### END CODE HERE ###

assert (w.shape == (dim, 1))
assert (isinstance(b, float) or isinstance(b, int))

return w, b

Forward and Backward propagation

Now that our parameters are initialized, we can do the “forward” and “backward” propagation steps for learning the parameters.

Exercise: Implement a function propagate() that computes the cost function and its gradient.

Hints:

Forward Propagation:

  • I get X
  • I compute $A = \sigma(w^T X + b) = (a^{(1)}, a^{(2)}, …, a^{(m-1)}, a^{(m)})$
  • I calculate the cost function: $J = -\frac{1}{m}\sum_{i=1}^{m}y^{(i)}\log(a^{(i)})+(1-y^{(i)})\log(1-a^{(i)})$

Here are the two formulas I will be using:

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def propagate(w, b, X, Y):
"""
Implement the cost function and its gradient for the propagation explained above

Arguments:
w -- weights, a numpy array of size (num_px * num_px * 3, 1)
b -- bias, a scalar
X -- data of size (num_px * num_px * 3, number of examples)
Y -- true "label" vector (containing 0 if non-cat, 1 if cat) of size (1, number of examples)

Return:
cost -- negative log-likelihood cost for logistic regression
dw -- gradient of the loss with respect to w, thus same shape as w
db -- gradient of the loss with respect to b, thus same shape as b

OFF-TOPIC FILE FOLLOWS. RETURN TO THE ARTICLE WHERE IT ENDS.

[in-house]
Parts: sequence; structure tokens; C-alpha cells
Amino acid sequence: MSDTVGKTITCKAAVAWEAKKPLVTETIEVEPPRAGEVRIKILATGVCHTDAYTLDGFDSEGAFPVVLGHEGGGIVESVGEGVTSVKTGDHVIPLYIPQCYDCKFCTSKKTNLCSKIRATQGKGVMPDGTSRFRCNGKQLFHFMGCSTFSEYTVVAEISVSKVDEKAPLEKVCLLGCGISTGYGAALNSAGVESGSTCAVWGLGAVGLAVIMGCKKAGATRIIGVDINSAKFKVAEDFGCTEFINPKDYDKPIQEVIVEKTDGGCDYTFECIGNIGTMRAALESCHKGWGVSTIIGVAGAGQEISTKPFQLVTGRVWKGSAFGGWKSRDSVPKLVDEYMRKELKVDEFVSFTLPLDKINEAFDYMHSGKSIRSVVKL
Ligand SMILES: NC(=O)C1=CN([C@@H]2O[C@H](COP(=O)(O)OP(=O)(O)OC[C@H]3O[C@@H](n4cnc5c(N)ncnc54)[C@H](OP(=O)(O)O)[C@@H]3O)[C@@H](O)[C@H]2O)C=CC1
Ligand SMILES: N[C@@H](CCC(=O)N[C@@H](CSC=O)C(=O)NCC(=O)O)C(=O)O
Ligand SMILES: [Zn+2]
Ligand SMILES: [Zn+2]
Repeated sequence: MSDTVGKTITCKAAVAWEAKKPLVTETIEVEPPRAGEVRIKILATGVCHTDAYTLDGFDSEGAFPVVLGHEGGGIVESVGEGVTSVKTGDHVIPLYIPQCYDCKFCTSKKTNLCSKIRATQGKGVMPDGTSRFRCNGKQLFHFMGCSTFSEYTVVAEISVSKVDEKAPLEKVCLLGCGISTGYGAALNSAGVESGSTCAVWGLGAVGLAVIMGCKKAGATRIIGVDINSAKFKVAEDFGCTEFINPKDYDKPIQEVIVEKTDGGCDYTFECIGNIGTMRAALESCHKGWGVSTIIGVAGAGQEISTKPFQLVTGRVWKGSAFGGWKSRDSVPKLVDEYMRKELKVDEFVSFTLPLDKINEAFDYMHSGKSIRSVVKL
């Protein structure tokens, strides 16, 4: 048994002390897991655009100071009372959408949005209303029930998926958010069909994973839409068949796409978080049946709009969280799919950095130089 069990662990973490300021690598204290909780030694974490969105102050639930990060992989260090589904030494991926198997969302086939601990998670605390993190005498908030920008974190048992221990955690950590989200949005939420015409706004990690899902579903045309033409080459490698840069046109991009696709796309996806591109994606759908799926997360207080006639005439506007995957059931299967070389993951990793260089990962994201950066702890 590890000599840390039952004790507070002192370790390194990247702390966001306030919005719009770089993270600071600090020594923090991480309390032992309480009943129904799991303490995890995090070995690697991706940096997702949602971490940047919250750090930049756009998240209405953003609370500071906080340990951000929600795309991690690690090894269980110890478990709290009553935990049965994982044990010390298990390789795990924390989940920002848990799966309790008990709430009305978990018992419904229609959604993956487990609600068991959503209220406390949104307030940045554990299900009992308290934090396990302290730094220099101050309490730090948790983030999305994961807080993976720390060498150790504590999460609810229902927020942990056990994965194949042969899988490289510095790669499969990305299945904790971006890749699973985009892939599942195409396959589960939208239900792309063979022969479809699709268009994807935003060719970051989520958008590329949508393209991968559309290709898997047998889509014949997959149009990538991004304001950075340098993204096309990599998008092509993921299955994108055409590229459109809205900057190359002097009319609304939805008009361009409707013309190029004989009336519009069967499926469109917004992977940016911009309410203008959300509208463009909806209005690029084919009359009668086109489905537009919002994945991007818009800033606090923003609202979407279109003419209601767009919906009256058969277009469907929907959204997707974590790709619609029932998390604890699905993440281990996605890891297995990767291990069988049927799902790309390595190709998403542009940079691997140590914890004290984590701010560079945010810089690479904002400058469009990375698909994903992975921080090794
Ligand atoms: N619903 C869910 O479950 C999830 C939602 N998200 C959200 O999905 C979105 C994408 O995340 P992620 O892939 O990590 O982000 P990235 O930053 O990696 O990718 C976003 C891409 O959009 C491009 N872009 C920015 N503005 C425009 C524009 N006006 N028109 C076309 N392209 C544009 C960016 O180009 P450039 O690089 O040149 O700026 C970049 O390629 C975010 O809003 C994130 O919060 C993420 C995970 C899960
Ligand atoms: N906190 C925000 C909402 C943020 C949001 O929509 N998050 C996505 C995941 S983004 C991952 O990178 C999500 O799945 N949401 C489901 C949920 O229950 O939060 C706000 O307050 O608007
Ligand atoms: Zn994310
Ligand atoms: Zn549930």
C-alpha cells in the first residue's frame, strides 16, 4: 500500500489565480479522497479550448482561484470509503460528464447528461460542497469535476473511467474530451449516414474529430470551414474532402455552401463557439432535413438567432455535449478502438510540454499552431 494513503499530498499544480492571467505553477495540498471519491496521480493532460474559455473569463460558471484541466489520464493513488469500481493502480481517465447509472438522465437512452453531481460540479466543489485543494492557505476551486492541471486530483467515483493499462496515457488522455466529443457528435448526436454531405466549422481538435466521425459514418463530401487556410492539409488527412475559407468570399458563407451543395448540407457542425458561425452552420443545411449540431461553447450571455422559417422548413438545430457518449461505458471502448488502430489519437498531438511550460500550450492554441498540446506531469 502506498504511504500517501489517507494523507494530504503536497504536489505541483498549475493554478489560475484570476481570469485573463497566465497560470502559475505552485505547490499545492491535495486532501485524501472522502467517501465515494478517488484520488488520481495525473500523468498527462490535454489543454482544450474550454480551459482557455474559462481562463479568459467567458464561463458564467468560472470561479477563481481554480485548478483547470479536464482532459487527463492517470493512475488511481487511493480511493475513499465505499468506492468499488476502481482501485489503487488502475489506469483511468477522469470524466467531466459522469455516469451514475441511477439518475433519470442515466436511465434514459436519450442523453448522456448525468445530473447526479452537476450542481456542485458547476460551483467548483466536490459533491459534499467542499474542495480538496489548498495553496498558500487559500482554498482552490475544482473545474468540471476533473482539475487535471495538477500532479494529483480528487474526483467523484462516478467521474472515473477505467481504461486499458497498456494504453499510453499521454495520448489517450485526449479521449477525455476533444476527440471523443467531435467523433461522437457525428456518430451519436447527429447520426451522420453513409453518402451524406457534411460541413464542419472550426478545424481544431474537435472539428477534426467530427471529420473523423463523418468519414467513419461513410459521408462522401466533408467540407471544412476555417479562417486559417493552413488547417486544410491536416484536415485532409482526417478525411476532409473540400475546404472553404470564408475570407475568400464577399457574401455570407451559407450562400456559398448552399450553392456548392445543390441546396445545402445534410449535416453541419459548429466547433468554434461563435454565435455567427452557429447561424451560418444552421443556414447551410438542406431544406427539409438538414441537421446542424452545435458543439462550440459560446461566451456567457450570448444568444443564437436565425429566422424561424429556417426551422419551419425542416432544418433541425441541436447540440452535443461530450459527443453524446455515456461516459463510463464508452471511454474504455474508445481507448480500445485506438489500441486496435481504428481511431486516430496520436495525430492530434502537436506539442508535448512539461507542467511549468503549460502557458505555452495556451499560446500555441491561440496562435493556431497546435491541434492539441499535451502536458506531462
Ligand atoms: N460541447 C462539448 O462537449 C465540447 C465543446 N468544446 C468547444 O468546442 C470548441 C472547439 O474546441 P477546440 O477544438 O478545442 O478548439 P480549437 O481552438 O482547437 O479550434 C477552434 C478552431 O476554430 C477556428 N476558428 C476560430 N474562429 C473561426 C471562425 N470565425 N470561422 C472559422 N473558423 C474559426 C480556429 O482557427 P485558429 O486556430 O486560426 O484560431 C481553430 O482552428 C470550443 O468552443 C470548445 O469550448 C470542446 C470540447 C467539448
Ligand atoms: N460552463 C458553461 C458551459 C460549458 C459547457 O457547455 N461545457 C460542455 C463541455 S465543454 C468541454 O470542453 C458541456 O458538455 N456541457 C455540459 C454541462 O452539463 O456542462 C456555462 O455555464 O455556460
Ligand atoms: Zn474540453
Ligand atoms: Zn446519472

Tips:
- Write your code step by step for the propagation. np.log(), np.dot()
"""

m = X.shape[1]

# FORWARD PROPAGATION (FROM X TO COST)
### START CODE HERE ### (≈ 2 lines of code)
A = sigmoid(np.dot(w.T, X) + b) # compute activation
cost = -(1 / m) * np.sum(Y * np.log(A) + (1 - Y) * np.log(1 - A), axis=1) # compute cost
### END CODE HERE ###

# BACKWARD PROPAGATION (TO FIND GRAD)
### START CODE HERE ### (≈ 2 lines of code)
dw = (1 / m) * np.dot(X, (A - Y).T)
db = (1 / m) * np.sum(A - Y)
### END CODE HERE ###

assert (dw.shape == w.shape)
assert (db.dtype == float)
cost = np.squeeze(cost)
assert (cost.shape == ())

grads = {"dw": dw,
"db": db}

return grads, cost

Optimization

  • I have initialized our parameters.
  • We are also able to compute a cost function and its gradient.
  • Now, I want to update the parameters using gradient descent.

Exercise: Write down the optimization function. The goal is to learn $w$ and $b$ by minimizing the cost function $J$. For a parameter $\theta$, the update rule is $ \theta = \theta - \alpha \text{ } d\theta$, where $\alpha$ is the learning rate.